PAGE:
The National Guard faces a conundrum following the U.S. Supreme Court's recent overturning of the Defense of Marriage Act (legislation that barred federal institutions from recognizing same-sex unions): the Guard answers to both federal and state authorities, given its dual status of federal troops and
Nonetheless, the North Carolina National Guard announced yesterday that that it will heed the Department of Defense's recent order to grant same-sex spouses of uniformed service members certain benefits previously reserved for heterosexual couples only. Specifically, National Guard Spokesman Lt. Col. Maury A. Williams explained that the Guard would begin recognizing same-sex marriages provided that the couples wed in states where same-sex marriage has been legalized. Williams further stated,
"In accordance with all applicable DOD directives, rules and regulations, we will do our best to facilitate effective and efficient assistance for these service members and their partners."
North Carolina is one of 37 states with laws or constitutional amendments defining marriage as that which is 'between a man and a woman'. North Carolina Governor, Republican Pat McCrory, has yet to comment on the issue.
Alabama, another of the 37 "red' states, shocked many when it, too, vowed compliance with the DOD's new policies. Guard spokesperson Lt. Col. Shannon Hancock declared that, "While this is new ground and territory for everyone", the Alabama National Guard plans to adhere to the Department of Defense's orders.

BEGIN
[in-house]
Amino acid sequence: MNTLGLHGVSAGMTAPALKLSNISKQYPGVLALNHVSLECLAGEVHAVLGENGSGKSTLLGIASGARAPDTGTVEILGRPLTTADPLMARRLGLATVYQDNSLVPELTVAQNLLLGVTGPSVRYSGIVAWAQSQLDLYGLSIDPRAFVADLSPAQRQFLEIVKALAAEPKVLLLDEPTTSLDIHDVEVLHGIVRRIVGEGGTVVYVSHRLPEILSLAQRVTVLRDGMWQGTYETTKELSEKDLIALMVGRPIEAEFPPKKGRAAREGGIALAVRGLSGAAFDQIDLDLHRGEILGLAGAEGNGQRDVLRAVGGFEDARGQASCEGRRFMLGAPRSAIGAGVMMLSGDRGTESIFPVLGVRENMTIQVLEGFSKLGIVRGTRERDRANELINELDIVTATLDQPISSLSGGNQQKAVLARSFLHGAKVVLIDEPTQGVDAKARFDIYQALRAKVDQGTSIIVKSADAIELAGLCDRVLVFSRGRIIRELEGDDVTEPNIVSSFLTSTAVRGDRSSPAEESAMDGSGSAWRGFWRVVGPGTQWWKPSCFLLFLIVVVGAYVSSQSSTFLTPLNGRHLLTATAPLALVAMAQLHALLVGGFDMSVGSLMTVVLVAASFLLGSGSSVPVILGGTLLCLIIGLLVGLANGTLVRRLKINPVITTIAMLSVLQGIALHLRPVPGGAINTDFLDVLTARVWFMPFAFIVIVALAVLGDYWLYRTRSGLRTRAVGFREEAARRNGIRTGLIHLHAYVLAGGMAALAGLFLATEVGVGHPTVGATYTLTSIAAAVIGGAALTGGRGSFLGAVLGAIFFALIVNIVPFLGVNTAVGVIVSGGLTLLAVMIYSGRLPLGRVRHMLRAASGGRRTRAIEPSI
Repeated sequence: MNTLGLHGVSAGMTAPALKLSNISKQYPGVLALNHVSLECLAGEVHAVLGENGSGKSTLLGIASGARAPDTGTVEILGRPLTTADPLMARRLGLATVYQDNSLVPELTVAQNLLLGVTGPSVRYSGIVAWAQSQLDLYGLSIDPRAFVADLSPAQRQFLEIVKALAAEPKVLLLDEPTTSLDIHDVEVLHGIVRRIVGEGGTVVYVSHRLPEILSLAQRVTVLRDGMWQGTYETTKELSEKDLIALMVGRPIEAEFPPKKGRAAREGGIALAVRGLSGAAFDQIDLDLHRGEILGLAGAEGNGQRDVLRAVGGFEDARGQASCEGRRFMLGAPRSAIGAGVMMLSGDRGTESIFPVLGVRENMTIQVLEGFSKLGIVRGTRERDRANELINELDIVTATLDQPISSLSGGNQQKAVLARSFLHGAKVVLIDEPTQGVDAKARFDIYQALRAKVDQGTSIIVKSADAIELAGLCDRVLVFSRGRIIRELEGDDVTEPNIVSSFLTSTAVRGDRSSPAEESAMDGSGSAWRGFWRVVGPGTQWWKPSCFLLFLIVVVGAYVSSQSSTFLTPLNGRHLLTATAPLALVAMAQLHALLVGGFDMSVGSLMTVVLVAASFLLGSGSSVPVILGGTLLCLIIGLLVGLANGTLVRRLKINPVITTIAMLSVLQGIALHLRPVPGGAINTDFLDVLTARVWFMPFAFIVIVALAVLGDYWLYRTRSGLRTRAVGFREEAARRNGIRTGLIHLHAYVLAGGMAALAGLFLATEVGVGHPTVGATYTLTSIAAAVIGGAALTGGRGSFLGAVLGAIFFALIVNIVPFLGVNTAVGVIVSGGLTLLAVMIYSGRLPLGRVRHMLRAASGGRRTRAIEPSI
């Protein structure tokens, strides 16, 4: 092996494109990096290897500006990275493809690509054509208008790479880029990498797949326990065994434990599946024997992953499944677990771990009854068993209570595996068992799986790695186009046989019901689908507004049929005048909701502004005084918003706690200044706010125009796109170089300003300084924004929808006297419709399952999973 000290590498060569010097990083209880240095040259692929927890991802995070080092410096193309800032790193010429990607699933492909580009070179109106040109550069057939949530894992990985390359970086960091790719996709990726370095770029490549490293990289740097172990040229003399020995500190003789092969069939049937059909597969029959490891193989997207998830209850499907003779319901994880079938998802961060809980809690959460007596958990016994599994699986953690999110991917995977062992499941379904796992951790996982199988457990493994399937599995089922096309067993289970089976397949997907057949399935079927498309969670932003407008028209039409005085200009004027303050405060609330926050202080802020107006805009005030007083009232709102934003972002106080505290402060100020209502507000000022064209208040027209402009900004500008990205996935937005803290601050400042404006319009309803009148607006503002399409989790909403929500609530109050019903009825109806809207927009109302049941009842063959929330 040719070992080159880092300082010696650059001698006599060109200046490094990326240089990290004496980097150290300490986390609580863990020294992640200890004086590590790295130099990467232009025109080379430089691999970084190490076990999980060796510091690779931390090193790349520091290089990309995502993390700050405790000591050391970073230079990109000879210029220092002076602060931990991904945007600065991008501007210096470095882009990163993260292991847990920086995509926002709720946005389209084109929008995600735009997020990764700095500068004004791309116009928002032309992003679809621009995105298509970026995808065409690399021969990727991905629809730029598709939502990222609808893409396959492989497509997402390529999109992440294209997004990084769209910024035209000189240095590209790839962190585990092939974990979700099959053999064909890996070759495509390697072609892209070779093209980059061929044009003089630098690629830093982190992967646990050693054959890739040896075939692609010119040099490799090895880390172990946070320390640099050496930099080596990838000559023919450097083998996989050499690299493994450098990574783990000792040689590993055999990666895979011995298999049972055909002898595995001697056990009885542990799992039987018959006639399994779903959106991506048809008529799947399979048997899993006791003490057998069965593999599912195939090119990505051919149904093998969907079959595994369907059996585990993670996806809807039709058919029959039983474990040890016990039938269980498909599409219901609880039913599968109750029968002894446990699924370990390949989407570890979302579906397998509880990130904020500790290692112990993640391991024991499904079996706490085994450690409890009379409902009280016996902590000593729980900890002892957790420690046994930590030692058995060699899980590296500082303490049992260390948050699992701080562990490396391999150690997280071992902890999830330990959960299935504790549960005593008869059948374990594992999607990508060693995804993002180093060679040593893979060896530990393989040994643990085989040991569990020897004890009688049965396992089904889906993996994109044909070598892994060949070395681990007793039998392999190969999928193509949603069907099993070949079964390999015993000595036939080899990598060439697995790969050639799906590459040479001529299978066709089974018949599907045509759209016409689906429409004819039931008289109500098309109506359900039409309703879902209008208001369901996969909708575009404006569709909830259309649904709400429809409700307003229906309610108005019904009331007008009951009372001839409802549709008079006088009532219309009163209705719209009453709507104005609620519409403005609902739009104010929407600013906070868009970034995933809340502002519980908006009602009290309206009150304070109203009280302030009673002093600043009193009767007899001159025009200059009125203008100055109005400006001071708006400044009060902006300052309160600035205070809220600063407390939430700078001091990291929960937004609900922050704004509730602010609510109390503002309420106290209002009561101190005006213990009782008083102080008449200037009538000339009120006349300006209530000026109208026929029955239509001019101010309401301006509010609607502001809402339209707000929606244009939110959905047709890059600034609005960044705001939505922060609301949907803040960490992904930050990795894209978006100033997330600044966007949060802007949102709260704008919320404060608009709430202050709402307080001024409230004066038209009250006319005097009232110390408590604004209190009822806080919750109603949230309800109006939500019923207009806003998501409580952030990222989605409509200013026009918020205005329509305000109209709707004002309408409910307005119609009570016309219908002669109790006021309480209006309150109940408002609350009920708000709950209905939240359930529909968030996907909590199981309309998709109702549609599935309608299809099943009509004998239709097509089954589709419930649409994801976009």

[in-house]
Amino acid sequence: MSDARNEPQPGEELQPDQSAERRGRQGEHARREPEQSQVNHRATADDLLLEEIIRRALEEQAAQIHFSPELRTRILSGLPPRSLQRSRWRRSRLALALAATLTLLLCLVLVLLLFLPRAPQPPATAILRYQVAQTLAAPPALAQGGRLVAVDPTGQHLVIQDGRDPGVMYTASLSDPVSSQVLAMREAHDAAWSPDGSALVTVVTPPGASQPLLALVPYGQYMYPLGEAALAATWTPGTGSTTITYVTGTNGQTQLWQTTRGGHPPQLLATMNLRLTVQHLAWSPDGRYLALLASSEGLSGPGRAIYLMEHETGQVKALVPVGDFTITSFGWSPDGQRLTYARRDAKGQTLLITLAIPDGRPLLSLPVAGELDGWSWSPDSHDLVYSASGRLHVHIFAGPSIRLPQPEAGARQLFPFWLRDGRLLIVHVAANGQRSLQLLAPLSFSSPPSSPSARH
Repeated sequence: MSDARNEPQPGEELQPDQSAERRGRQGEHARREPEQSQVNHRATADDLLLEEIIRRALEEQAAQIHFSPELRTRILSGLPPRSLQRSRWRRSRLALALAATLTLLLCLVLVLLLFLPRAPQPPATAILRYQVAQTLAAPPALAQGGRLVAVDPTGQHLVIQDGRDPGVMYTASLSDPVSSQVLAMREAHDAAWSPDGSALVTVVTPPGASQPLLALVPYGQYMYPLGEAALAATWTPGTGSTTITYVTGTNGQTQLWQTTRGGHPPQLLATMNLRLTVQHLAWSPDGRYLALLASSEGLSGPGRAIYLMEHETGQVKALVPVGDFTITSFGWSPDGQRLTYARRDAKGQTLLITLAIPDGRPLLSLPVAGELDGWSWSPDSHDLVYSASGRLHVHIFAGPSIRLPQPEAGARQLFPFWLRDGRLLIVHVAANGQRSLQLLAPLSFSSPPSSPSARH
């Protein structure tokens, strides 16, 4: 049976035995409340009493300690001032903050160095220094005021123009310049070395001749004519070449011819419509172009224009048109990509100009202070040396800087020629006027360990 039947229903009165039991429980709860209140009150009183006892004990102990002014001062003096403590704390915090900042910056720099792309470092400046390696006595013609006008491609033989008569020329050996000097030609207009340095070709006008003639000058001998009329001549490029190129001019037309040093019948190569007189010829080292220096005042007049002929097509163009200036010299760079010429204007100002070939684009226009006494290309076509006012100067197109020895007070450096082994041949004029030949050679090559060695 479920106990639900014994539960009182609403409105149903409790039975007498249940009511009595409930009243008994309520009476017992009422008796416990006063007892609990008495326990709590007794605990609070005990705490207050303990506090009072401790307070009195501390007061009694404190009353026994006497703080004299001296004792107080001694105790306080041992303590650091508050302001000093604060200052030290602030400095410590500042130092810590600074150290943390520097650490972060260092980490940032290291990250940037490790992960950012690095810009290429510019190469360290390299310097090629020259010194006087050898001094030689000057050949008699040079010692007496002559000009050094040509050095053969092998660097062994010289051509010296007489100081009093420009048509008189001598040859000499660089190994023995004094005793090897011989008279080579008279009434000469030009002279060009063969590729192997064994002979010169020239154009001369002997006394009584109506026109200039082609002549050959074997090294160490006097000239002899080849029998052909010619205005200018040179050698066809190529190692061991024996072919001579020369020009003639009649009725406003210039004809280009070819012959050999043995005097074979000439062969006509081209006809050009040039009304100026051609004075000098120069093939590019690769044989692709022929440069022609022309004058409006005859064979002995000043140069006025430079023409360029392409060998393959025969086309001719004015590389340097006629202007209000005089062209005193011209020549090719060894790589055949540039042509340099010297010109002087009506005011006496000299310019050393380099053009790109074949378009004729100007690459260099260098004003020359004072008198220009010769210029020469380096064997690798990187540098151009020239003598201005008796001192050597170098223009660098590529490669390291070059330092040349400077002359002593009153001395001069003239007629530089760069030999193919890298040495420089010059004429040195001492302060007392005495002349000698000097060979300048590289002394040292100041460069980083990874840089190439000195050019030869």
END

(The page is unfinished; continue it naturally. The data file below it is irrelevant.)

Similarly situated Republican states such as Texas, Mississippi, and Louisiana, however, have already announced that they will refuse to process same-sex couples' applications for benefits. Mississippi Guard officials warned that only offices located on federal property would accept applications from same-sex partners. Louisiana Guard officials also cited the conflict between state and federal law by referring same-sex couples to apply for benefits at a federal military installation rather than a state one. Texas Military Forces even sought from Attorney General Greg Abbott a legal opinion by asking what action should be taken in order to honor the Department of Defense's request "without violating the Texas Constitution or Texas state law." Abbott is not likely to deliver an opinion for several months.
Advocates and opponents alike will anxiously wait for other states weigh in on the debate, taking stances of either acquiescence or defiance. To learn more on military news, read through our blog or speak with a military criminal defense attorney today.